What being from southern Illinois means

Dillan Schorfheide, Assistant Sports Editor

It has come to my attention, since I was a freshman here at Eastern two falls ago, that a lot of people from the Ch icago area have no idea where I am from.

Not that I blame them any; us southerners visit Chicago because there are things to do there, no one says, “How about we go visit the corn fields of southern Illinois?”

If anything, my friends, and people I meet once, from Chicago may know where O’Fallon or Belleville are, or at least they know St. Louis. So I just say I am by those places.

My actual homestead is New Baden, population right around 3,300. Every time I mention that, everyone says, “That is so small!” Trust me, there are towns that have populations of 250 near New Baden.

More to the point, there are some common questions I receive from people about life down there, so I’ll address the biggest ones.

• How did you stay entertained?- No reactions or questions really irk me or “trigger” me when it comes to how rural my town is, but this one almost does after a while.

For some reason, it is a common belief that there is nothing down south.

My friends and I growing up did what most kids and teenagers do: hung out. Shocking, I know.

We may not be able to go to Chicago every weekend or every other weekend, but that is why you make friends. We would go to each other’s houses to chill, or to play video games, or to play backyard sports.

When we were younger, we would ding dong ditch, or play man hunt (neighborhood hide and seek) in parts of town. There is a park in New Baden and, just 5 miles to the north, Trenton (these two towns made up my high school, Wesclin): both parks had many baseball and softball fields, as well as playgrounds and running trails. Then during school, we played sports, performed in the band, etc.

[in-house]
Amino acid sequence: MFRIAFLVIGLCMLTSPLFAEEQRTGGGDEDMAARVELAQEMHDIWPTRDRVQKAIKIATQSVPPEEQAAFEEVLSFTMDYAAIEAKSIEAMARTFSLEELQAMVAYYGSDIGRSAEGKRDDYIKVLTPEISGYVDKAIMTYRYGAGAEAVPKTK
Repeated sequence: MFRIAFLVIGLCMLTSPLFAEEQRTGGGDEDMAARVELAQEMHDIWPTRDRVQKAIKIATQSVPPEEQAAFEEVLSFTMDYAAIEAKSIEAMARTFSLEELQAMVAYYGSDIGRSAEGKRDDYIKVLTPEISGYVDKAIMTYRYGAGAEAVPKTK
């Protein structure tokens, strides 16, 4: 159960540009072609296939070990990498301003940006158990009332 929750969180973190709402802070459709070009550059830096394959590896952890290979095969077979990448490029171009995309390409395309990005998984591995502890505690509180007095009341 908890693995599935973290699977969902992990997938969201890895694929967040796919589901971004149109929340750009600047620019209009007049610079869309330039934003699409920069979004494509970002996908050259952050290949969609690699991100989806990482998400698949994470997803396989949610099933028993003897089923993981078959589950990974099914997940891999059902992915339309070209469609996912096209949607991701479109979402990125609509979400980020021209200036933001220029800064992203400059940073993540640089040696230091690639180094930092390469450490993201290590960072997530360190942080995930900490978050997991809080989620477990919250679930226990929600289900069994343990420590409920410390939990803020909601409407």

So, we did what any other kid does. We could also go to St. Louis for a day. We are not aliens down there.

• Are you a “redneck”- No, and while I know people who could be considered such, it is pretty funny to hear everyone assume we are all farm boys and girls. I will admit I have caught a southern drawl slipping out of my mouth every now and then, but we do not all talk like we are from the deep south or something.

For example, I know some people have never heard the phrase “pitch it” to mean to throw something away, which is odd to me admittedly. But, like I said, not everyone down there talks like (or even likes to listen to) Keith Urban and Kenny Chesney.

NASCAR is not on everyone’s television every Sunday. Life is pretty easy-going. We are normal.

Honestly, most of the people in my graduating class (and high school in general) never lived on a farm. I will give it to you, though, corn is everywhere. So, for your sake, I would not assume anyone is a “redneck” because the wrong person will not take kindly to that.

How would you like it if we assumed everyone from the Chicago area was stuck-up, snobby, a pretty boy or too rich to care about others, or too privileged?

Yeah, exactly.

This is not me bashing anyone from Chicago. Like I said, I have friends from there and I love the city. This is just me addressing the two biggest questions I get about rural, southern Illinois.

It is funny and, it honestly catches me off guard, when someone assumes these things about where I am from and are shocked to hear that there is in fact life down there.

So, in conclusion, yes, we do have lives. No we are not all rednecks.

But, yes, corn is everywhere.

Dillan Schorfheide is a junior journalism major. He can be reached at 581-2812 or [email protected].